16. Modern dealerships are, in my experience, virtually worthless unless you are looking to purchase a new model. Recently brought my daily driver 2009 Jeep Grand Cherokee into the local Chrysler Jeep dealer and was told that 'we don't like to work on these old models'. It is going to be interesting how they are going to comply with the Lifetime Power Train Warranty I got from them when I bought it new from them, which requires it be submitted for an inspection (free) every 5 years. Heaven forbid that they would have to fix something. Even the parts departments are a joke. Granted, the comput
  17. Bottom line, its a hot rod. Only difference is that instead of a $3000 small block Chevy you now have, as one poster indicated, a $60,000 transplant. Fast as hell, granted. Only satisfaction is that now all the late 60s 'classic cars' that came with small block Chevy engines as original equipment will be having them replaced with Tesla electric motors. I think original vehicles, full classics or otherwise, with stock drivetrains or minor modifications (e.g., Model As with hydraulic brakes) will continue to have their own, unique appeal, which cannot be replaced with electronics or other up
  18. See my reply under general discussion. Emblem is 33-34-35, cover is not.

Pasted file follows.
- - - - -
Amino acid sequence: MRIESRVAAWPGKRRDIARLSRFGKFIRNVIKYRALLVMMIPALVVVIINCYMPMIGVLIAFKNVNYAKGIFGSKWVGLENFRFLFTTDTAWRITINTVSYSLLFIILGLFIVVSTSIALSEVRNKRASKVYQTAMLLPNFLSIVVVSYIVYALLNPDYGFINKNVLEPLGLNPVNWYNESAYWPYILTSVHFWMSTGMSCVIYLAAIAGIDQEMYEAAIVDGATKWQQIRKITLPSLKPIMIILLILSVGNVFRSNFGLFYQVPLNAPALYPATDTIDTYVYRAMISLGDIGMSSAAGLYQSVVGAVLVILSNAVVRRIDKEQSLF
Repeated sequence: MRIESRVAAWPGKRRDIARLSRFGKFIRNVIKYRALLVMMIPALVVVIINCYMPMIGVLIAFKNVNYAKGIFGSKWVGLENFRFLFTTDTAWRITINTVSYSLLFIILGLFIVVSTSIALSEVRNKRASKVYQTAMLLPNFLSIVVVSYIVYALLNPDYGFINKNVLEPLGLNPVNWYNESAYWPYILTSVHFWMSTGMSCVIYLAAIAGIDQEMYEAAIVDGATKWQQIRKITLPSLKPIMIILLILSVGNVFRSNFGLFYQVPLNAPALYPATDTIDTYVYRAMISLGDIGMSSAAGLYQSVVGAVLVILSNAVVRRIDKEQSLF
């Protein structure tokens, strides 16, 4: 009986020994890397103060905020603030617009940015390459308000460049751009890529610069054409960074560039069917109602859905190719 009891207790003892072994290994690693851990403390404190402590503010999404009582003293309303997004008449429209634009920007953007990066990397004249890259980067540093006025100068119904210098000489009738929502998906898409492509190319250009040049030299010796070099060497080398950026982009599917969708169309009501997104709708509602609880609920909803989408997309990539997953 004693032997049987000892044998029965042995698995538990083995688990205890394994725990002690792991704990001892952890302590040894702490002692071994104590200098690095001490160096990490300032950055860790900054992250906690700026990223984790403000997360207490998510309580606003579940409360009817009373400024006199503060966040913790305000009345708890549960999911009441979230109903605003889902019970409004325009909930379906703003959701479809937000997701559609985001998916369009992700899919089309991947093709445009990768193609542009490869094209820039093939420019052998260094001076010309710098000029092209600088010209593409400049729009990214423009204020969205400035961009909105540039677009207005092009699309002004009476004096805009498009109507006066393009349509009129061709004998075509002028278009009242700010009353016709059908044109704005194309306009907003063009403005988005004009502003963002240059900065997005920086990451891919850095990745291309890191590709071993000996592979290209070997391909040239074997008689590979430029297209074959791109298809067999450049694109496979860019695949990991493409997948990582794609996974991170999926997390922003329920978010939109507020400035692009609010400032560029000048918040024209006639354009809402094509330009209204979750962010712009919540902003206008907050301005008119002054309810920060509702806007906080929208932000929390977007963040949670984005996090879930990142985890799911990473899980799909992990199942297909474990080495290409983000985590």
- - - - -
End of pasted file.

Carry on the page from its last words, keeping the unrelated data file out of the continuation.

19. I think what you have is somewhat of a mis-match between the cover and the emblem. The Dodge wings did not come in that color scheme until 1933, and what you have almost looks like a 35 Dodge trunk emblem. In any event, the emblem is not a 32. There is also the extreme difference between the condition of the cover and the enamel on the emblem--one would not expect the emblem to be so spotless when the cover has obviously seen a rough life. Further, the cover is definitely not a 33 or newer, so it mis-matches the emblem. The 32 emblem is a different color scheme, part blue and part silver,
  20. My 34 Plym PE has become the vehicle of choice for family weddings. Bride here, one of my wife's cousins, made it to the church on time but the bridesmaids' new bus broke down and was late!
  21. I originally thought as above, bleed valve to remove air from the system but correct that it is on the wrong side of the thermostat. Having worked on lots of old industrial, non-car machinery over the years, that looks like a typical installation for a gauge of some sort, particularly the valve used. Could shut the valve to avoid leaks if the gauge failed and/or to change the gauge. Could be, I suppose, for either temperature or, less likely, pressure.